I tried to take some pictures of the beads, but it’s pretty hard to get them to show up. And the colors look rather horrid, despite my best efforts to futz with my camera settings. Believe it or not, this is the same yarn you see in the blog header.
Fortunately, the Lanesplitter skirt is much simpler, so I am going to keep going with that for now. It looks pretty much the same as last time, so I didn’t try to photograph it again. And I’m still plugging away at the linen stitch scarf. The ball of yarn doesn’t seem to be getting any smaller. I think it’s taunting me!
Hopefully next time, I’ll have more progress to show.
Too funny! I’ve probably said half of these (at the very least).
And yes, I have tried to take pictures of a hat that I’m wearing. What’s the funniest thing you’ve done with your knitting?? 🙂
Swatching seems to be a popular topic right now! After I wrote my last post on swatching, I saw this post on the WEBS blog. They suggest putting eyelets in your swatch to indicate the size needle that you used in the swatch, in case you forget by the time you’re ready to actually start the project. This is a great idea, especially if you have another large project that you need to get out of the way before you can start the new project. (I usually use purl bumps to do this, as they don’t seem to distort my gauge as much as the eyelets do.)
So once you’ve done your swatch, figured out what needle gives you the fabric you like best and cast on the project, you’re good to go, right? Well, not always. You see, sometimes swatches lie. They don’t really mean to, they just can’t help it!
Now, I’m assuming that you made and measured your swatch correctly:
- You used the same needles that you’re going to use for the project. Not the same size needles, the same exact needles. I get very different gauges between the same size wood and metal needles, and I have even noticed differences in gauge between aluminum and nickel-plated metal needles.
- You made your swatch in the same way that you plan to knit the finished item (i.e., if you’re knitting your sweater in the round, you knit your swatch in the round as well). TECHknitting has an excellent post on circular swatching.
- You used the same stitch pattern that you will use for the actual pattern. If you’re making a heavily cabled sweater but worked your gauge swatch in stockinette, your finished sweater may fit your cat. 🙂 Usually the pattern will state the gauge and say “in stockinette stitch” or “in pattern stitch,” so you can calculate your gauge accordingly.
- You made your swatch large enough. Ideally you want your swatch to measure at least 6″ square. This gives you at least a one-inch margin around your 4″ measurements.
- You measured your swatch correctly. You want to measure the number of rows or stitches over 4″, not over 1 or 2″. Something that looks like 5 stitches per inch could be actually 19 or 21 stitches over 4″, which may not seem like a big difference but could translate to a 4″ (or more!) difference in the size of your sweater!!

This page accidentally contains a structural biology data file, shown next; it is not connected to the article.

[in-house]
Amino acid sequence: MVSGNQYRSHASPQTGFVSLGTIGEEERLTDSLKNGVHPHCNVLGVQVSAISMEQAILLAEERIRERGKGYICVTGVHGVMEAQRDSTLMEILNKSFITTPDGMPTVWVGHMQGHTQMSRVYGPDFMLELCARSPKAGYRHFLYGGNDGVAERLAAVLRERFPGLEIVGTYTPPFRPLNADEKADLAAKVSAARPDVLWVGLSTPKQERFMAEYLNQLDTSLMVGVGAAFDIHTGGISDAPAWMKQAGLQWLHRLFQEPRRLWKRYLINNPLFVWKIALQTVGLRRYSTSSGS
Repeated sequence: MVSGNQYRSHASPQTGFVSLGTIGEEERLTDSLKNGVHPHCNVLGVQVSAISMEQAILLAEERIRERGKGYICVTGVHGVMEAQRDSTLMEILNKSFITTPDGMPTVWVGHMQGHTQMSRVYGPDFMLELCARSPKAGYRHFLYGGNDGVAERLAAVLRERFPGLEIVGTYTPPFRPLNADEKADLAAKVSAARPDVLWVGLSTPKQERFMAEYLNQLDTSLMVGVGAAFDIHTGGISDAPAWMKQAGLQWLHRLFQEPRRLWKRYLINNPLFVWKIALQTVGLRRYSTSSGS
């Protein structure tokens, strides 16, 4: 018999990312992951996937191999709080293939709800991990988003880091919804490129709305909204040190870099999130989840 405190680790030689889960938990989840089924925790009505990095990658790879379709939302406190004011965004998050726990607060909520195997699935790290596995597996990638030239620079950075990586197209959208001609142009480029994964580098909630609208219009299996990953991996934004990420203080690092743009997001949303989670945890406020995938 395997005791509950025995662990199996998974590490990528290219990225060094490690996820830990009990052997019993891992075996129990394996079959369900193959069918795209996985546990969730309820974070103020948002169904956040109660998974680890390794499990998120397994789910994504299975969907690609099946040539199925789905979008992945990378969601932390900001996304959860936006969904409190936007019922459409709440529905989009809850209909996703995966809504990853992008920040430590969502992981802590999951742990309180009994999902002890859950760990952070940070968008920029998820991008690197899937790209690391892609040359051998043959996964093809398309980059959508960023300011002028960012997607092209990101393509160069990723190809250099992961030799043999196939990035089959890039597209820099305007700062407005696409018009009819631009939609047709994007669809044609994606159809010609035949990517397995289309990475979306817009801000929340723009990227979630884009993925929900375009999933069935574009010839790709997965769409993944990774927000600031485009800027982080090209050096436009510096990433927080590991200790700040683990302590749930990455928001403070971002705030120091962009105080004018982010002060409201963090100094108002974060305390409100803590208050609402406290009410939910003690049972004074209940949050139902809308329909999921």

- You measured away from the edges of your swatch. Cast on and bound off edges often have a different tension than the rest of your stitches. If you used a different stitch pattern along the edges to keep your swatch from curling, this will likely alter your gauge near those edges.
- You washed your swatch. Some yarns— like superwash wools or yarns with silk in them— will grow when washed. A lot. Wouldn’t you rather know that now, before you knit the whole sweater, bound off, knit the button bands and sewed on the buttons?
But what if you did all that, and still realize that your gauge is off once you start knitting? How could that happen? Well, it might be you. If you’ve been knitting socks at a tight gauge and then start a sweater in chunky wool, you might unconsciously strive for a tighter gauge. Maybe you knit your swatch while relaxing in front of the tv, but now you’re knitting on your lunch break, in the middle of a stressful project at work.
Or maybe— and I think this is what happened with my Lanesplitter— you get a different gauge when knitting a small swatch than you do when you’re knitting a project that involves scooting a lot of stitches around your needles. The gauge on my swatch was 20 stitches per 4 inches but once I cast on my 130 stitches and started knitting, I found my gauge was 19.5 stitches over 4″. And this new gauge is for unwashed fabric. I expect my gauge to be slightly looser after the finished skirt is washed and blocked, so the final gauge will probably be something like 19 stitches per inch.
So what do you do when your knitting gauge is different from your swatch gauge? Well, this is why you should check your actual gauge while you’re knitting. Ideally, you should do this several inches away from the row currently on the needles, for the same reasons that you should measure away from the edges. If you can’t do this, slip your stitches to some waste yarn and then measure. If gauge is really critical for this project, you can wash and block your work while the stitches are being held by the waste yarn (make sure the waste yarn is white or very light-colored, so there’s no chance of the dye transferring to your project) and then measure again.